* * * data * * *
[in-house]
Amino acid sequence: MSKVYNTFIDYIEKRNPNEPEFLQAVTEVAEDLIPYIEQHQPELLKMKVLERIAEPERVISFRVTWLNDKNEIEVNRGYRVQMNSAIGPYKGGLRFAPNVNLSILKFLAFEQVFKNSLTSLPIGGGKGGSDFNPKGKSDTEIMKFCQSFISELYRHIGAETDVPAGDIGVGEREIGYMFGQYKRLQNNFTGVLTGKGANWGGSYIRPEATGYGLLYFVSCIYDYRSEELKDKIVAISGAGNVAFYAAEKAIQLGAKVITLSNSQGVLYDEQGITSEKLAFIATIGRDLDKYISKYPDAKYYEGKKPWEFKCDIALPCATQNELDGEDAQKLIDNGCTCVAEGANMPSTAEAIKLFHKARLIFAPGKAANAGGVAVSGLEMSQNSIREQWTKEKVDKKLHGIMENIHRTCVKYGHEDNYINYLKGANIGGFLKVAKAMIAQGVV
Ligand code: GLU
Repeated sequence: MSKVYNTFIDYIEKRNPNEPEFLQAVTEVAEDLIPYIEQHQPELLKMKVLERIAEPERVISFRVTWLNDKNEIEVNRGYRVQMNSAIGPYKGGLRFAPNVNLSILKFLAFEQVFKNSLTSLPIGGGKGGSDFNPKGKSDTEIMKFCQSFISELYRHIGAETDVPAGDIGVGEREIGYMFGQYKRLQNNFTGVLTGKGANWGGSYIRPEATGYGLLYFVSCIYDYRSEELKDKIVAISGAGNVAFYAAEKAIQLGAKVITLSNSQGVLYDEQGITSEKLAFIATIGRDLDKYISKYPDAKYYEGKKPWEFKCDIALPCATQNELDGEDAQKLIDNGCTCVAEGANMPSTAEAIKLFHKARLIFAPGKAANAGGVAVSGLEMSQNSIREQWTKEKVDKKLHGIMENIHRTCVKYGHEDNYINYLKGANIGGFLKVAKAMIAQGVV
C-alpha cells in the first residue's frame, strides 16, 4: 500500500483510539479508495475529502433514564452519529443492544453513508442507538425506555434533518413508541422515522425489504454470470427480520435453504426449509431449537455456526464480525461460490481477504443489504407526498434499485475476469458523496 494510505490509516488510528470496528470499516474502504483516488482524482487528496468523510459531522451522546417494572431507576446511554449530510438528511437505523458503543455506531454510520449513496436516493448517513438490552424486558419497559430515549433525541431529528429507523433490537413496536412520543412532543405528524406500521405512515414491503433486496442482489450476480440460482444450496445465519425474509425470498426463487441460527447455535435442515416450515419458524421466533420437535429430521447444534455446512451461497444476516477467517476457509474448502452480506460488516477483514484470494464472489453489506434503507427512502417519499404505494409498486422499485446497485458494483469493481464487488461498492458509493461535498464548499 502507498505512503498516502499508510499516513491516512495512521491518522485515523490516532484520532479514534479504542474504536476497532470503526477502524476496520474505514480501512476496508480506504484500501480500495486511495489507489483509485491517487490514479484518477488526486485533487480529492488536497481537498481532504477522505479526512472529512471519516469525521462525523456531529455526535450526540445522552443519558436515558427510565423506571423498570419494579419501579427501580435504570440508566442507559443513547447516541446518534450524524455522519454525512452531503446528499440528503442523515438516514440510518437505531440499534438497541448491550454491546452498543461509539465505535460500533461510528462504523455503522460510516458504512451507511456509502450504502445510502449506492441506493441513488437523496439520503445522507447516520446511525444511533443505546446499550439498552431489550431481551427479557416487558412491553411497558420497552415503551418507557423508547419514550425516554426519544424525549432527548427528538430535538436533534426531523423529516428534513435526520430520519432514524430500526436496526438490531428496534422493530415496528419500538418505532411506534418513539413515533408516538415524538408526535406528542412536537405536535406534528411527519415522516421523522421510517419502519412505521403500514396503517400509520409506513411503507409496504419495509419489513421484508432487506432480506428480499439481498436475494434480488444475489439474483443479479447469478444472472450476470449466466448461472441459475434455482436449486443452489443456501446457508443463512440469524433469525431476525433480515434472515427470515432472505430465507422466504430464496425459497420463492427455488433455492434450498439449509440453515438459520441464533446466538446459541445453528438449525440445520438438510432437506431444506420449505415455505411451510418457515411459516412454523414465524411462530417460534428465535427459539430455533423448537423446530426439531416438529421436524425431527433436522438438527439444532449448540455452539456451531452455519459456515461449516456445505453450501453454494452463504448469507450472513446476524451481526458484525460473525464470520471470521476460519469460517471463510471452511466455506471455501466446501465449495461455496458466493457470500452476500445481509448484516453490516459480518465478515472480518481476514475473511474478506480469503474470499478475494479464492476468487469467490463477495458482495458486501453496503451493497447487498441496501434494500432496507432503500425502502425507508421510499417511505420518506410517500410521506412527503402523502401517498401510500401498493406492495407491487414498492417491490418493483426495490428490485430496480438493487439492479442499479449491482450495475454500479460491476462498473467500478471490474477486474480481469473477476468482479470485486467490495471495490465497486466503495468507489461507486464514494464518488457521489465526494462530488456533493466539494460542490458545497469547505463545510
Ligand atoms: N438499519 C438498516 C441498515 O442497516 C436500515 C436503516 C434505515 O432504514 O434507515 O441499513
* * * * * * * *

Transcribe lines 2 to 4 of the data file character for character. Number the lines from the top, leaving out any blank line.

Amino acid sequence: MSKVYNTFIDYIEKRNPNEPEFLQAVTEVAEDLIPYIEQHQPELLKMKVLERIAEPERVISFRVTWLNDKNEIEVNRGYRVQMNSAIGPYKGGLRFAPNVNLSILKFLAFEQVFKNSLTSLPIGGGKGGSDFNPKGKSDTEIMKFCQSFISELYRHIGAETDVPAGDIGVGEREIGYMFGQYKRLQNNFTGVLTGKGANWGGSYIRPEATGYGLLYFVSCIYDYRSEELKDKIVAISGAGNVAFYAAEKAIQLGAKVITLSNSQGVLYDEQGITSEKLAFIATIGRDLDKYISKYPDAKYYEGKKPWEFKCDIALPCATQNELDGEDAQKLIDNGCTCVAEGANMPSTAEAIKLFHKARLIFAPGKAANAGGVAVSGLEMSQNSIREQWTKEKVDKKLHGIMENIHRTCVKYGHEDNYINYLKGANIGGFLKVAKAMIAQGVV
Ligand code: GLU
Repeated sequence: MSKVYNTFIDYIEKRNPNEPEFLQAVTEVAEDLIPYIEQHQPELLKMKVLERIAEPERVISFRVTWLNDKNEIEVNRGYRVQMNSAIGPYKGGLRFAPNVNLSILKFLAFEQVFKNSLTSLPIGGGKGGSDFNPKGKSDTEIMKFCQSFISELYRHIGAETDVPAGDIGVGEREIGYMFGQYKRLQNNFTGVLTGKGANWGGSYIRPEATGYGLLYFVSCIYDYRSEELKDKIVAISGAGNVAFYAAEKAIQLGAKVITLSNSQGVLYDEQGITSEKLAFIATIGRDLDKYISKYPDAKYYEGKKPWEFKCDIALPCATQNELDGEDAQKLIDNGCTCVAEGANMPSTAEAIKLFHKARLIFAPGKAANAGGVAVSGLEMSQNSIREQWTKEKVDKKLHGIMENIHRTCVKYGHEDNYINYLKGANIGGFLKVAKAMIAQGVV